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Agriculture and the Environment

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Presentation on theme: "Agriculture and the Environment"— Presentation transcript:

1 Agriculture and the Environment
Econ 4300 2008

2 Agriculture and Environment
Is dependent on the environment Climate Precipitation Heat units Can impact the environment Micro scale: micro climate, run-Off, sediment Macro scale: greenhouse gases (CO2, CH4, N20)

3 Agricultural Production
All production sytems produce a set of outputs, using a set of inputs Outputs of economic importance are yield, livestock gain, etc. Outputs that can impact others but not a private benefit are nutrient leaching, pesticide run-off. These are “negative” or “bad” outputs

4 Why the concern? Outputs that impact others are externalities
They typically impose an additional cost onto someone else Resource use and allocation will not be Pareto Optimal Examples: sediment from erosion, reduced water quality,

5 World Wide Environmental Issues
For over 200 years, the concern that population will outstrip food supply Increased land under cultivation, increased productivity, increased input use, new technologies Club of Rome in 1972 and Limits to Growth Economic activity is putting a strain on the plant’s resources

6 Ecological Footprint Concept is to measure ecosystem services demanded by humans, and the services that can be supplied To address the debate on the earth’s human carrying capacity “How large of an area is required to support a particular population?” Measures global resource uses

7 EF – Rees’ article Every human imposes some footprint
Land is used as the measure, all services are converted to a land area Land area is adjusted for productivity around the world Use only major categories of consumption and waste Is a function of population, standard of living, efficiency, productivity of ecosystem

8 EF – Rees’ article Based on final demand for goods, services
Consumption=production+imports-exports Covert consump. to land/water area required Sum footprints of individual consump. And waste categories Obtain a per capita measure (see Figure 1 of handout)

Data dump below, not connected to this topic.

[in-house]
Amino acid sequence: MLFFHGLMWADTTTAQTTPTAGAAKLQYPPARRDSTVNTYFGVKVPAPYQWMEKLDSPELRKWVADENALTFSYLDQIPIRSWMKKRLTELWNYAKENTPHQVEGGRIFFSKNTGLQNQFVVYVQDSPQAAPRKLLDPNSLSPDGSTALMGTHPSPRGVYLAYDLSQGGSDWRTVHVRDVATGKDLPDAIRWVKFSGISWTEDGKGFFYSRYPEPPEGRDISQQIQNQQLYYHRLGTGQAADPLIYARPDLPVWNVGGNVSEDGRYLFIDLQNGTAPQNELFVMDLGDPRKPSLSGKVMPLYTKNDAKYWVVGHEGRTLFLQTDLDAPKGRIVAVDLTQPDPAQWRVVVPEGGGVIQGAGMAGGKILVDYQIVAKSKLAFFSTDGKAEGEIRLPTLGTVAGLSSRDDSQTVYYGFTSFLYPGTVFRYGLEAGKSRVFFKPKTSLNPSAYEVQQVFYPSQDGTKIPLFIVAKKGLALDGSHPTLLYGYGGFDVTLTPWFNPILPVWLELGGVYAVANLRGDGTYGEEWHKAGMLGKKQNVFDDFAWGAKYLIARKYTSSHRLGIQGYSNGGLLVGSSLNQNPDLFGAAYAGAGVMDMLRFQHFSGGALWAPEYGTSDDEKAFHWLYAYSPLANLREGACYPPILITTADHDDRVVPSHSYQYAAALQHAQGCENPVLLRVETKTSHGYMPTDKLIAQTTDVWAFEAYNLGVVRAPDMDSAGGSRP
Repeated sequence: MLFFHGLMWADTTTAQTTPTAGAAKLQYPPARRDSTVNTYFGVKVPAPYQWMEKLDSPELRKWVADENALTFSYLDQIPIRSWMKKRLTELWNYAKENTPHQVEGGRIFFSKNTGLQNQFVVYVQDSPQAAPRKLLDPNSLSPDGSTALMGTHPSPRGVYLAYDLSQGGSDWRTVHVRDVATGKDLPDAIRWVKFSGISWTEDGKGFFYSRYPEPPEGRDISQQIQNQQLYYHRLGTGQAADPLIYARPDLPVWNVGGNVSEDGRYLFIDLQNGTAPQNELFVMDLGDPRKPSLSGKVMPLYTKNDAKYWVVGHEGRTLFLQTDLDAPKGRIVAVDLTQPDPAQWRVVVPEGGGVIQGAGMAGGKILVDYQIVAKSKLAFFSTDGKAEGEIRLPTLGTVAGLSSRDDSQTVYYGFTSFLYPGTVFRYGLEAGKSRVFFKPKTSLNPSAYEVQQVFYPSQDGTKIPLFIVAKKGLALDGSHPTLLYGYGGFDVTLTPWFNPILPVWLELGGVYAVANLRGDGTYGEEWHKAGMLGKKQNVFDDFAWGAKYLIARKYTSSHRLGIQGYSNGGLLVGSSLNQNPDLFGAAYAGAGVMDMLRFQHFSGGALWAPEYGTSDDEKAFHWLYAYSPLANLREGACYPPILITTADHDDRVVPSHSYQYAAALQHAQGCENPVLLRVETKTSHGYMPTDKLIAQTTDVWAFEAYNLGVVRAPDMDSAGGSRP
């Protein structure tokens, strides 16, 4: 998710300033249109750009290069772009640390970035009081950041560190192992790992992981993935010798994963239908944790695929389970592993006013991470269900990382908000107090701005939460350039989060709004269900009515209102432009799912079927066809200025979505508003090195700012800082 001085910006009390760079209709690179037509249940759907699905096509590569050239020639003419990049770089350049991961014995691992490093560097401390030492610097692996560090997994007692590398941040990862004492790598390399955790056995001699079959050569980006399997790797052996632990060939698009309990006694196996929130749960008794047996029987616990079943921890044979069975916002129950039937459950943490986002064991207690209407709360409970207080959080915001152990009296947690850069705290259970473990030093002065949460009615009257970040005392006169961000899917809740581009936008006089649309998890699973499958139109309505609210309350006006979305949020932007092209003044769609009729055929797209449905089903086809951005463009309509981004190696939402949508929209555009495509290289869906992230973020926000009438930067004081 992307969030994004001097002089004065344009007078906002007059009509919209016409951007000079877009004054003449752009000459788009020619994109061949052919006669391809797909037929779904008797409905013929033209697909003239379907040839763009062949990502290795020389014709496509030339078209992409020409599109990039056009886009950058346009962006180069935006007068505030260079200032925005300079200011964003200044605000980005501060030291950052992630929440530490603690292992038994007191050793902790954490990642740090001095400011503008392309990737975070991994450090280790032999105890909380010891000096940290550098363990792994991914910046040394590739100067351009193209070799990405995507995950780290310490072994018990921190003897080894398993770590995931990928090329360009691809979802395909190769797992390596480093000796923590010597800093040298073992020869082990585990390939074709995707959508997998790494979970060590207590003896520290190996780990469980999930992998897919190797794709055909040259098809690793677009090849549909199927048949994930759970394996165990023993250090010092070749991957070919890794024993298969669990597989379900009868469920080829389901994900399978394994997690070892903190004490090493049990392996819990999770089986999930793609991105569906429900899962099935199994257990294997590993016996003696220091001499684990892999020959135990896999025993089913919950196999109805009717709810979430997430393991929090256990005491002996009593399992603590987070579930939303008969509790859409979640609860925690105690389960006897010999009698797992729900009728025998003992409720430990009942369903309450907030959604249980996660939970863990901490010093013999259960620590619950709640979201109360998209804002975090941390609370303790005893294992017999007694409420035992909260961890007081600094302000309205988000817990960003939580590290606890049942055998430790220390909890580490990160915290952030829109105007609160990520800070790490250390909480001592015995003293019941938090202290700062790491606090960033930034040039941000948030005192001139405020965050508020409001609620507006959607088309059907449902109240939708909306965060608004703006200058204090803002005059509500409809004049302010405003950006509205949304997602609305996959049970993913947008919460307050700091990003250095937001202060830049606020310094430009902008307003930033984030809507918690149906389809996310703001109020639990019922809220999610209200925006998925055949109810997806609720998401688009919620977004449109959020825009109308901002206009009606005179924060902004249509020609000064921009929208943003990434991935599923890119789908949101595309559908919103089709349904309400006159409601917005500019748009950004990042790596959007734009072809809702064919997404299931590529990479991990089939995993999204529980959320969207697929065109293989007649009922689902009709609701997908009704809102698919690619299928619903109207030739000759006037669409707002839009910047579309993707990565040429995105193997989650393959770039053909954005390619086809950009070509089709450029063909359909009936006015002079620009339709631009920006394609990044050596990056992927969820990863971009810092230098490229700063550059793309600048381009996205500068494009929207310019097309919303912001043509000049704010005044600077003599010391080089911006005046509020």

9 EF – Rees’ article To bring the world up to North American standards, would take 4 more planets like earth Many highly populated, small countries live at several times their domestic capacity (import goods and services) High income countries extend their EF into exporting nations

10 Nonrenewable Resources
How fast should society use these resources? Depends on: Technology – changes the technical feasibility Time preference – value place on the future The discount rate: private vs. society Sustainability and future generations Extract at a rate such that the value of the resource increases at the discount rate

11 Renewable Resources Flow of the resource will depend on the stock, the growth rate of the stock, technology (capture and growth) Stock will decline if harvested flow is greater than growth Growth of the stock will depend on the size of the stock

12 Renewable Resources What is the value of the resource?
The current value associated with harvesting the stock The value associated with the stocks impact on growth in the stock, and the future harvest of the stock

13 Deviations from Optimal Use Rate
Market Failure Resources might be depleted too fast because the future generation has no say in conserving resources to their use Policies can emphasize the present over the future

14 Deviations from Optimal Use Rate
Externalities Outputs for which there is no market, but the outputs do impact others Most externalities have a negative impact Producers of externalities are not covering their total production costs. They only consider their private costs, which are lower than private plus social costs

15 Correcting for Externalities